Of hood and wink

James Evelegh, editor of InPublishing magazine, writes in the September/October issue about the danger of publishers blurring the lines between editorial and advertising content. “Hoodwinking your readers into thinking that sponsored content is not,” he warns, “will cause lasting and irreparable damage to your brand.”

To hoodwink is a venerable English term, dating from the mid-sixteenth century when it was used literally to mean blindfolding someone by covering their eyes (in an archaic use of ‘wink’) with a hood. By the early seventeenth century it had acquired the meaning it retains today; to deceive or mislead.

There’s a lot of hoodwinking about, one way or another. I recently attended a presentation by two social psychologists talking about making small changes to processes – particularly in communication, whether interpersonal or mediated – that have a big influence.

Although they stressed the ethical parameters of their work I left feeling uncomfortable, as if what they were doing was placing an ever-so-slightly less than opaque hood over people’s eyes. In fairness, their goals appeared positive. They wanted to help the NHS save money, and hotels to reduce their environmental impact.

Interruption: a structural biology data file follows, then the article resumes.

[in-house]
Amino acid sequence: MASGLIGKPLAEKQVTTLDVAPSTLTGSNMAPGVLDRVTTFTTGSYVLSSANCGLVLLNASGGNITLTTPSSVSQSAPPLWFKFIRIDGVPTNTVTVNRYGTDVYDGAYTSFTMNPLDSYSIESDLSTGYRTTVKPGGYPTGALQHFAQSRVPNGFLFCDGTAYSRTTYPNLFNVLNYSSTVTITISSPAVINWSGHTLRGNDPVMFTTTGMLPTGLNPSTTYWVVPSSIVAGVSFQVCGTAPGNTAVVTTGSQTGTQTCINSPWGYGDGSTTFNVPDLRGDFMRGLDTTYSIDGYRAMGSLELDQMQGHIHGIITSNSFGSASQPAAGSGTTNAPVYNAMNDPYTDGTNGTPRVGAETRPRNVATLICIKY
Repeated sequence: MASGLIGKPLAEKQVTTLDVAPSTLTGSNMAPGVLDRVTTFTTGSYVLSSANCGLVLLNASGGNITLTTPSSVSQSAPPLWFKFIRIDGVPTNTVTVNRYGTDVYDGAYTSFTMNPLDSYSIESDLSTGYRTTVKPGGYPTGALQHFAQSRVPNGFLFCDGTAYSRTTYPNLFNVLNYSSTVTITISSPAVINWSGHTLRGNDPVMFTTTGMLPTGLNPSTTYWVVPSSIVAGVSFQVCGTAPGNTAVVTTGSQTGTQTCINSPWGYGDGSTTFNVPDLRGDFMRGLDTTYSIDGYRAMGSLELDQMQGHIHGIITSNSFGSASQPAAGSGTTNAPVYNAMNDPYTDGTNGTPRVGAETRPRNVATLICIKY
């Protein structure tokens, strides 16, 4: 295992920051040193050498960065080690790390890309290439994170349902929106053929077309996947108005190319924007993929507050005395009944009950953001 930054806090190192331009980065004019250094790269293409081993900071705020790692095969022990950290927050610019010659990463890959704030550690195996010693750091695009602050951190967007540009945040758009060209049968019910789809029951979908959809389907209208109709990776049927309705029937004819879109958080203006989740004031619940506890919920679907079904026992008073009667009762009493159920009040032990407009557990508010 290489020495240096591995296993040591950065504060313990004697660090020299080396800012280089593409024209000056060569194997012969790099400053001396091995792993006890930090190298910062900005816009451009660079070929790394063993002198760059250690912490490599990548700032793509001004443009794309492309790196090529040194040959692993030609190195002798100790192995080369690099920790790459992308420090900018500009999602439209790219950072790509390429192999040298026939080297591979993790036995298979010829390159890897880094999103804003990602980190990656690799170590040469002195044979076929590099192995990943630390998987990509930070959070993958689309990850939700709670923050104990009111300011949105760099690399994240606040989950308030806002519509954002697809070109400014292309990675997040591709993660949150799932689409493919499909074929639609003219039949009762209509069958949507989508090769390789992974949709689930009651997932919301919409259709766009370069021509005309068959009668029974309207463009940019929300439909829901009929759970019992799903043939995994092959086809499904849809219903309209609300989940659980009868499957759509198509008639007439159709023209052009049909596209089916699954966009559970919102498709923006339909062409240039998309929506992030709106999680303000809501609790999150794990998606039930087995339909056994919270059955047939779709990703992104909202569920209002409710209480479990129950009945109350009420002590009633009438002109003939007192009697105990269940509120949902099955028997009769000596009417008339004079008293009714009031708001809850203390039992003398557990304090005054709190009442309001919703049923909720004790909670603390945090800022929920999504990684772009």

But I couldn’t help thinking about magicians and street performers, who also rely on the partial hooding of the wink, so to speak, in acts of deception which can be very entertaining.

Hoodwinking carries significant risk, as James Evelegh points out in the context of the publishing industry. Yet I suspect that we not only enjoy it, up to a point, but that we need it to help us deal with the complexity of life. The trick (pun intended) is to be aware of it, to know who is trying to obscure your view, if only to the tiniest extent, and why, in any given context. Including, of course, reading this blog.



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